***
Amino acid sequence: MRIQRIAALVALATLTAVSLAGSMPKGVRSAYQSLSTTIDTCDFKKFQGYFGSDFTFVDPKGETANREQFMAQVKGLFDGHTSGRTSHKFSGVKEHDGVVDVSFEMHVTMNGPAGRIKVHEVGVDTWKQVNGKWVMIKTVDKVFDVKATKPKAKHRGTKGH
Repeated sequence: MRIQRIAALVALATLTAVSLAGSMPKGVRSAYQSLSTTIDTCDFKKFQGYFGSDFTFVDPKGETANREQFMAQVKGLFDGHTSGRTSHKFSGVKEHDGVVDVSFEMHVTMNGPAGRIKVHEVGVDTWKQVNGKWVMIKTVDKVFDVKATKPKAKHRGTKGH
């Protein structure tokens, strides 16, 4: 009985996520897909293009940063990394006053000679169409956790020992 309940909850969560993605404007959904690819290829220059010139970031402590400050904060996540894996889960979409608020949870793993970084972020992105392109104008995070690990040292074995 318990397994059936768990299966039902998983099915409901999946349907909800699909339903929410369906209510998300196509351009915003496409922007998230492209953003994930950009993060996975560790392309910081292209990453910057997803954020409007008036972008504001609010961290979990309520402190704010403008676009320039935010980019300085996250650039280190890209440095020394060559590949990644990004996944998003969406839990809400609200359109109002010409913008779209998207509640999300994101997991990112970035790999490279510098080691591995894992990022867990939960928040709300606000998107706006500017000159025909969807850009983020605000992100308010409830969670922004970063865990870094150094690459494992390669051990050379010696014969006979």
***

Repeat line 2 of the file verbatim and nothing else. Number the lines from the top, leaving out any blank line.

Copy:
Repeated sequence: MRIQRIAALVALATLTAVSLAGSMPKGVRSAYQSLSTTIDTCDFKKFQGYFGSDFTFVDPKGETANREQFMAQVKGLFDGHTSGRTSHKFSGVKEHDGVVDVSFEMHVTMNGPAGRIKVHEVGVDTWKQVNGKWVMIKTVDKVFDVKATKPKAKHRGTKGH